New Mexico award winning artist, Linda Wooten-Green is a painter of Landscapes, Portraits, etc., with a contemporary abstracted point of view. Her work is in public and private collections throughout the United States.
She received an MS in Art Education from Wayne State University in Wayne, Nebraska. She has done graduate work in Studio Art, Art History, and Humanities at the University of Nebraska-Lincoln, University of Minnesota, Duluth, University of Guadalajara, Mexico, and Hartwick College, New York. She received a BFA from Creighton University in Omaha, Nebraska.
She was an Art Teacher, Chairperson of the Fine & Performing Arts at West Point Public Schools in West Point, Nebraska for 17 years, and has been exhibiting her work in solo and group exhibits throughout the country for 36 years. Bio provided by the artist
Q. You have two quotes on your website about landscape and the earth. Talk about how and why you are influenced/inspired by natural settings.
A. The primary purpose of my landscape work is to give homage to the places and spaces in which we dwell. As much as I like people, and the excitement of city life, there is a very real desire in me for solitude and the need to feel a kind of kinship with the natural landscape. Using paint, I delight in exploring movement, shape, pattern, form, and color in nature amid seasonal changes.
For example, a twisted, somewhat deformed cottonwood tree (featured image) becomes a metaphor for the struggle to live, survive and offer shade and shelter to a myriad of living species. My layers of painted, scrubbed, and glazed surfaces express my own explorations in rendering what this painted living object might evoke emotionally, spiritually, and aesthetically. My personal search for meaning uses the creative processes inherent in making paintings that allow me to explore who I am, what I mean, and what I feel.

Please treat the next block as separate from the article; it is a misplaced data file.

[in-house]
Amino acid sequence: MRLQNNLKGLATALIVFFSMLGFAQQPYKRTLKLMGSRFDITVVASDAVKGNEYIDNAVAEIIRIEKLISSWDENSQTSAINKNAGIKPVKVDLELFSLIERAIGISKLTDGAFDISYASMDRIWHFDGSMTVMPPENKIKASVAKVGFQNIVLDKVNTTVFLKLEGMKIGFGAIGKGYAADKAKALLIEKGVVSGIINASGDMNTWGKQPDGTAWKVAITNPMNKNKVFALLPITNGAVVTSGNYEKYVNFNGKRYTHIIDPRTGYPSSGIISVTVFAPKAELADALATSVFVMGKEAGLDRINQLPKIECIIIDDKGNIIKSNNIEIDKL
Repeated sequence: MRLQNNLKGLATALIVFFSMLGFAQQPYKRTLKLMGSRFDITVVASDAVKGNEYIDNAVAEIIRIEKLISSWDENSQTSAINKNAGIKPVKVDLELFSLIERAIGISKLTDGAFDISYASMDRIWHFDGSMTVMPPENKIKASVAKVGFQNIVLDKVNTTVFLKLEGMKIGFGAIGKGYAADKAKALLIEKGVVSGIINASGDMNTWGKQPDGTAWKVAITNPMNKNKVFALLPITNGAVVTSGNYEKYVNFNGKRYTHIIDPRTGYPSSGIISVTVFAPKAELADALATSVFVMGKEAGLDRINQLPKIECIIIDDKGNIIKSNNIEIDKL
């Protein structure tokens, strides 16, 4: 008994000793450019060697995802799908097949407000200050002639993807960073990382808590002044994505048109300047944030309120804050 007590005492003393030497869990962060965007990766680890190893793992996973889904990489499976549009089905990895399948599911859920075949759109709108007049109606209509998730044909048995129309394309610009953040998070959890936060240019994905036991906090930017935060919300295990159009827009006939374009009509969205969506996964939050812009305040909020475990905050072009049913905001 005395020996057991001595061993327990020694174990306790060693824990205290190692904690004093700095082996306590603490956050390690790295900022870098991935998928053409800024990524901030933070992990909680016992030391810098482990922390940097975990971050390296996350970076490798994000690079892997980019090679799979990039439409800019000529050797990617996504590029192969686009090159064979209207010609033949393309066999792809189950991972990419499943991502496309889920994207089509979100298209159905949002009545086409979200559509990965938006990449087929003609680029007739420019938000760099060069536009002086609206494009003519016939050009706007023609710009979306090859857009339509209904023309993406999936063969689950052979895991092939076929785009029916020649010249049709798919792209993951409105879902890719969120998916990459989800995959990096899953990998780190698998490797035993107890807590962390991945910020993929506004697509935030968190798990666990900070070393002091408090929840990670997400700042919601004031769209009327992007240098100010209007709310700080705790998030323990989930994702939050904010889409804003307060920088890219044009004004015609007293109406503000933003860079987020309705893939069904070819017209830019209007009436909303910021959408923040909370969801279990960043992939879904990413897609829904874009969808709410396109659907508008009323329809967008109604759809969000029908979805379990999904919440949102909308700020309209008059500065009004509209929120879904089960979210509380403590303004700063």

We are the landscape of all we have seen. (Isamu Noguche)
If I pollute the earth, the land, the water, etc., either personally or through corporate collusion, I ultimately destroy healthy life on this planet for myself and future generations.
Q. When did you decide to become and artist, or is it a calling?
A. I wanted to be an artist from the time I was old enough to hold a pencil or a crayon. I’ve always liked to draw. I looked forward to Friday afternoon “art” class in the 1st Grade. Poetry and literature were areas of study I’ve treasured as well. Words portray imagery through the mind’s eye.
I can truly claim that I have done “art” at some level throughout my life. For nearly 20 years, I taught art (history and processes) at the junior and senior high levels, as well as at adult level workshops. If one chooses to respond to an inner need in a visual manner, then I believe that one is “called” to do so.
Q. I noticed you have poetry paired with some of your paintings. Talk about why and how words and art express emotions in different but complimentary ways.
A. Most days, I spend time in my studio working on paintings or projects. Recent autumn trips to Bosque del Apache in Southern New Mexico became an inspiration for new paintings, as well as the enjoyment and appreciation of unusual yucca plant forms in a friend’s garden. The discovery of a fishing lake near Albuquerque led to the appreciation of exquisite water lilies that danced across the water like spiraling ballerinas on reflective surfaces. I use tools at my disposal: oil pastels, charcoal, and cameras to record via plein aire, and through photograph images used to inspire creative work. I continually read about both historical and contemporary art and artists.
An example: Looking southwest from my studio window, I contemplate the olive tree bordering the acequia and the empty field beyond.
The ancient Olive tree stands sentry
a minutes march from my studio window.
Its gray green branches reflect myriad glints
of bronze and silver,
as light changes course across the arc of the day.
Whitened limbs bend and bow,
breezes play with flickering leaves.
The tree’s sturdy rootedness and easy flexibility